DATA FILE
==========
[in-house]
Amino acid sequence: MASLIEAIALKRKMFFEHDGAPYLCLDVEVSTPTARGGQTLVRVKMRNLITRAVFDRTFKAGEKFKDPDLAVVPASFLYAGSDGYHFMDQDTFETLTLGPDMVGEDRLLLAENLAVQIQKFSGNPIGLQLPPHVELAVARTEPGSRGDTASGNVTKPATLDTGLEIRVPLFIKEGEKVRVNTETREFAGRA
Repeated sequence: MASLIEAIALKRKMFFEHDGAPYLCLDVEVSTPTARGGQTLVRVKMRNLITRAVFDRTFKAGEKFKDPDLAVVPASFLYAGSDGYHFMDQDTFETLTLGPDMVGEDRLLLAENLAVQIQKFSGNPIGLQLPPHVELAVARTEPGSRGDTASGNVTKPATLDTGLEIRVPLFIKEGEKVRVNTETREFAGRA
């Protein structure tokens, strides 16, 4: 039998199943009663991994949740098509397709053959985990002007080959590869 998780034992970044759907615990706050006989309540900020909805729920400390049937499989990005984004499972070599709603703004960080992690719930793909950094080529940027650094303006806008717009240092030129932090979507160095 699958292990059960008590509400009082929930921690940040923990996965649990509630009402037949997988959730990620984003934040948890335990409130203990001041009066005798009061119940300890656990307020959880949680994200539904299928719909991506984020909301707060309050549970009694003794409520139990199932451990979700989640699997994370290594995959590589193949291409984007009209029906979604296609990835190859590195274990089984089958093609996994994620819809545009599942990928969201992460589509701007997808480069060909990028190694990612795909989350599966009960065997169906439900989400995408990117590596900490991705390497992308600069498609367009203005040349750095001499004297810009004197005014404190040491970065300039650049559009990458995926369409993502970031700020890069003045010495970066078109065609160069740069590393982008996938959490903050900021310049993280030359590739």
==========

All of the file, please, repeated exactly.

[in-house]
Amino acid sequence: MASLIEAIALKRKMFFEHDGAPYLCLDVEVSTPTARGGQTLVRVKMRNLITRAVFDRTFKAGEKFKDPDLAVVPASFLYAGSDGYHFMDQDTFETLTLGPDMVGEDRLLLAENLAVQIQKFSGNPIGLQLPPHVELAVARTEPGSRGDTASGNVTKPATLDTGLEIRVPLFIKEGEKVRVNTETREFAGRA
Repeated sequence: MASLIEAIALKRKMFFEHDGAPYLCLDVEVSTPTARGGQTLVRVKMRNLITRAVFDRTFKAGEKFKDPDLAVVPASFLYAGSDGYHFMDQDTFETLTLGPDMVGEDRLLLAENLAVQIQKFSGNPIGLQLPPHVELAVARTEPGSRGDTASGNVTKPATLDTGLEIRVPLFIKEGEKVRVNTETREFAGRA
């Protein structure tokens, strides 16, 4: 039998199943009663991994949740098509397709053959985990002007080959590869 998780034992970044759907615990706050006989309540900020909805729920400390049937499989990005984004499972070599709603703004960080992690719930793909950094080529940027650094303006806008717009240092030129932090979507160095 699958292990059960008590509400009082929930921690940040923990996965649990509630009402037949997988959730990620984003934040948890335990409130203990001041009066005798009061119940300890656990307020959880949680994200539904299928719909991506984020909301707060309050549970009694003794409520139990199932451990979700989640699997994370290594995959590589193949291409984007009209029906979604296609990835190859590195274990089984089958093609996994994620819809545009599942990928969201992460589509701007997808480069060909990028190694990612795909989350599966009960065997169906439900989400995408990117590596900490991705390497992308600069498609367009203005040349750095001499004297810009004197005014404190040491970065300039650049559009990458995926369409993502970031700020890069003045010495970066078109065609160069740069590393982008996938959490903050900021310049993280030359590739």